“I could muddle through  using debt to pay this onerous surcharge, but I would end up another $40,000–$50,000 in debt. Overall, is it worth all the heartache?”
 
JOHN’S TIPS FOR INTERNATIONAL INVESTORS
1. Check out state websites 
If you own property in Australia and you are not a resident, go to the relevant state website and search for your land tax obligations as an absentee or foreign owner.

2. Take advantage of instalment plans
Know that you can usually pay your land tax obligations in three instalments to assist with managing this huge expense.

3. Spread out
Buy only one property in each state and not all in one state – this way, you might be able to limit the burden of taxes levied by one state government.








Though he’s pleased at how well his properties have performed, this sudden change of policy has left John with regrets about buying in Australia. 

To make matters worse, in addition to the taxes that have been siphoning the cash flow from his investments, John is also handling a major termite infestation in one of his Queensland properties. Termites are among the worst nightmares for property owners, since the cost of damage repairs can reach into the high thousands, and then some. 

“I wish that I had bought more property in earlier years and in my own backyard in New Zealand,” John admits.

“In New Zealand there is no land tax, no stamp duty, no capital gains tax to speak of – and no termites!”

Looking forward
In light of his problems, being single has been both a boon and a bane for John. It helps that he doesn’t have a family, except for his beloved dog Ellie, to look after and strain his finances further, even if he does feel that couples who bring home two incomes could more easily deal with his situation. 

“It is just me at the end of the day,” he says.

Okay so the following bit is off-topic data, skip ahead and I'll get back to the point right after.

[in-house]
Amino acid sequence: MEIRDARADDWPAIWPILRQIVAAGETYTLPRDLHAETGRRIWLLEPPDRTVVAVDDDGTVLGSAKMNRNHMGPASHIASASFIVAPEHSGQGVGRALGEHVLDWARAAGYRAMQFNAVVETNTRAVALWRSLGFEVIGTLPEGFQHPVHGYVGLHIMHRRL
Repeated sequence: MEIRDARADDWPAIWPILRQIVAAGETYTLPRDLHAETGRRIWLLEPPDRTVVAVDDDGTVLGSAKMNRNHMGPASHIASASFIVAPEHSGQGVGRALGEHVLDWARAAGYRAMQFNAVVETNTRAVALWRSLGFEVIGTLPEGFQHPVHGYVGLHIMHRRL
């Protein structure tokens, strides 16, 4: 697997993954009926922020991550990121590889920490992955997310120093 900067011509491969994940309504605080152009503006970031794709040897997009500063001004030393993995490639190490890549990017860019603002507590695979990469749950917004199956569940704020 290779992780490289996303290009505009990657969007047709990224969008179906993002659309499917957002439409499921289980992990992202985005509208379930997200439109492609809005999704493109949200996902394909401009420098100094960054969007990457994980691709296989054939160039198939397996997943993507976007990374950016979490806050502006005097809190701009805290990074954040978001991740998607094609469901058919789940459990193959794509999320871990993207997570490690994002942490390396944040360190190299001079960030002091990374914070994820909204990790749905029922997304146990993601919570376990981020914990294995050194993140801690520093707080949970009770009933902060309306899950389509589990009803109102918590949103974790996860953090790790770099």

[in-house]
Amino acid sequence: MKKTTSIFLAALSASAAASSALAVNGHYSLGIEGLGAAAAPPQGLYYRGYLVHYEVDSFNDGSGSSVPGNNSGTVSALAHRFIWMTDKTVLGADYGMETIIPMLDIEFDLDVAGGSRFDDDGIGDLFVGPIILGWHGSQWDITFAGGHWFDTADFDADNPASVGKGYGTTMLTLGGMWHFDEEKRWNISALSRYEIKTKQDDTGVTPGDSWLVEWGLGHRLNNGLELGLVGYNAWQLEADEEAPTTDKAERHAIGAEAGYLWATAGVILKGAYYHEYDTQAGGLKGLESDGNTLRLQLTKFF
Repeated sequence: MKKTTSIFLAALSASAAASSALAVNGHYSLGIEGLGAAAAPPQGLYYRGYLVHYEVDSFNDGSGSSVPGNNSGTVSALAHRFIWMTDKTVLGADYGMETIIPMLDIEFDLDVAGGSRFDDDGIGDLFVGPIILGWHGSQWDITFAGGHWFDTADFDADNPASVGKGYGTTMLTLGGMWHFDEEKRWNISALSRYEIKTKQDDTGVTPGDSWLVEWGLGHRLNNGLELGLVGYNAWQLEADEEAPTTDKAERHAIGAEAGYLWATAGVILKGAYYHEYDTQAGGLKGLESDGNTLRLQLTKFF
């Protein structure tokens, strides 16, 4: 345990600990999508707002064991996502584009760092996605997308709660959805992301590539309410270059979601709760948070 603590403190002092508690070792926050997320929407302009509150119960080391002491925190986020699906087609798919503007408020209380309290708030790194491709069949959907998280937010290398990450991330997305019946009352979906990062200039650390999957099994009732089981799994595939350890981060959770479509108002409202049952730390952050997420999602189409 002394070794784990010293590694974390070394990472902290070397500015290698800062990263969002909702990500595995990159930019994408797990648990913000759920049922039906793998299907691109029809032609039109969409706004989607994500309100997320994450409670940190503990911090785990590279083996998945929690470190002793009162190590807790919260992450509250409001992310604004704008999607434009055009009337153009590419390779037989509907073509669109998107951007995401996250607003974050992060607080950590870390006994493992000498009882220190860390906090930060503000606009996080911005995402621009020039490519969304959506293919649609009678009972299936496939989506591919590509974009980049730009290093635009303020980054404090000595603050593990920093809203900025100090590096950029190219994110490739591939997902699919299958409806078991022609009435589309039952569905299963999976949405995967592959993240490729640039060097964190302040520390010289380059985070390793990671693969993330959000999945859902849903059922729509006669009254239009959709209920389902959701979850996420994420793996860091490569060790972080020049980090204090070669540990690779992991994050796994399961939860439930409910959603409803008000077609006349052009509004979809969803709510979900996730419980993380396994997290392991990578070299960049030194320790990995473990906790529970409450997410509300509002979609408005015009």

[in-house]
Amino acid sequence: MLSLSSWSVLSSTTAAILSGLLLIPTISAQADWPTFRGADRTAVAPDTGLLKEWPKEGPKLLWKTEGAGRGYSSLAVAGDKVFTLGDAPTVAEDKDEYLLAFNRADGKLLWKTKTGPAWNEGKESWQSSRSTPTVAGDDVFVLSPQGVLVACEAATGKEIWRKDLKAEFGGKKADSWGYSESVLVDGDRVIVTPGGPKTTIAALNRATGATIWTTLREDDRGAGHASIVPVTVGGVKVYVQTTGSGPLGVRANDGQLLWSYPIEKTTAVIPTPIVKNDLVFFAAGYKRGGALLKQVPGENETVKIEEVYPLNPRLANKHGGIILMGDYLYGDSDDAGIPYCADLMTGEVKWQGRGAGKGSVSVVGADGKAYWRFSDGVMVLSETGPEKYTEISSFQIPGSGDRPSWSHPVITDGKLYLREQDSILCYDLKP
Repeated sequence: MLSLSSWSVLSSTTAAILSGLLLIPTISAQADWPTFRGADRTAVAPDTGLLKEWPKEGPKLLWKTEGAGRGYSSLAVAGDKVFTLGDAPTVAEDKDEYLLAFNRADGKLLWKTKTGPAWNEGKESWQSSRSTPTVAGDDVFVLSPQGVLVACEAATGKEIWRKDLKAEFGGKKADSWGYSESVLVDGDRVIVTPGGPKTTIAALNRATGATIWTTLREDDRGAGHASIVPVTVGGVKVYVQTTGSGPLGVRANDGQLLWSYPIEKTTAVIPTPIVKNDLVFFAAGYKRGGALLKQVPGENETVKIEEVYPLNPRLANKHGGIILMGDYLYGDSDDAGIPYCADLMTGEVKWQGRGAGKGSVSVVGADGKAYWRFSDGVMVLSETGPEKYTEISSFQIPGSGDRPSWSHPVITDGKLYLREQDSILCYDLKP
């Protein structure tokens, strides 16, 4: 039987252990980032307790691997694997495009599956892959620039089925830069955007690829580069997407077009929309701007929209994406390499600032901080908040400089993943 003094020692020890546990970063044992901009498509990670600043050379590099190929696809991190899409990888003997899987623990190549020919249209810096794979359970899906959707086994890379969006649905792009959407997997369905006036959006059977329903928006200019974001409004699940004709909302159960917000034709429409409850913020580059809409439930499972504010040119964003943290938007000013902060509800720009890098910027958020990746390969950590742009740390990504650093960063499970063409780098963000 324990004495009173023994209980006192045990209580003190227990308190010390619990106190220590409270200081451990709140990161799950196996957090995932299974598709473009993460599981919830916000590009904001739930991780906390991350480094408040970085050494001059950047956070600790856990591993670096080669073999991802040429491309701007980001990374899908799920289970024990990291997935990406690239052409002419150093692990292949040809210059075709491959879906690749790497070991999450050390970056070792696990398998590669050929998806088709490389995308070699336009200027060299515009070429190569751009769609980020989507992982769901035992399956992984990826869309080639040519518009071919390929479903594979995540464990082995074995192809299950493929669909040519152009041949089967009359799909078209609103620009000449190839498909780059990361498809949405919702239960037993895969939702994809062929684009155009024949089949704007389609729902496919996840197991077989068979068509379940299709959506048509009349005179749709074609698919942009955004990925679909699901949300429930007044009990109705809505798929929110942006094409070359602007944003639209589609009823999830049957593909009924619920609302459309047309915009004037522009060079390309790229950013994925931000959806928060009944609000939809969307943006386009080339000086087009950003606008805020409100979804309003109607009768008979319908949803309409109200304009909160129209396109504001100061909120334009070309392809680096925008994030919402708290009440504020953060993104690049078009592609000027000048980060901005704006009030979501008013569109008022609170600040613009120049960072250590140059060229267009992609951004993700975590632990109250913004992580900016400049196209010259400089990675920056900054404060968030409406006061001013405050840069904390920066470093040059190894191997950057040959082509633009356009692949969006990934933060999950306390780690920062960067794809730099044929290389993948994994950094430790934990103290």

If he were enticed to buy in Australia again, John believes he would change up his strategy to invest in other states rather than sticking to just one, limiting the chances of going into the red because of the heavy taxes levied by the state government.

“With the Queensland government deciding to slug absentee owners, I have just been presented with a horrendous land tax bill of nearly double last year’s”


“[I’d] probably buy a couple of lower land content,” he adds.

He would also look to get more advice from others, rather than doing things completely on his own, and he would research more deeply into the tax implications as presented on state government websites so that he knows what to expect in the future. 

As well as dealing with land tax expenses, John now has to find the funds to pay for termite repairs

John’s portfolio is worth over $2m, and taking his debt into consideration, his equity is still worth over $1m. Hence, it will be important that he sells wisely in order to make the most of his portfolio’s position. 

John’s portfolio is worth over $2m, and taking his debt into consideration, his equity is still worth over $1m. Hence, it will be important that he sells wisely in order to make the most of his portfolio’s position. 

John’s portfolio is worth over $2m, and taking his debt into consideration, his equity is still worth over $1m. Hence, it will be important that he sells wisely in order to make the most of his portfolio’s position. 

John confesses, “I was hoping to get to age 65 before having to sell. I cannot help but feel that it has been a bit of a lost opportunity, but overall I have done OK.”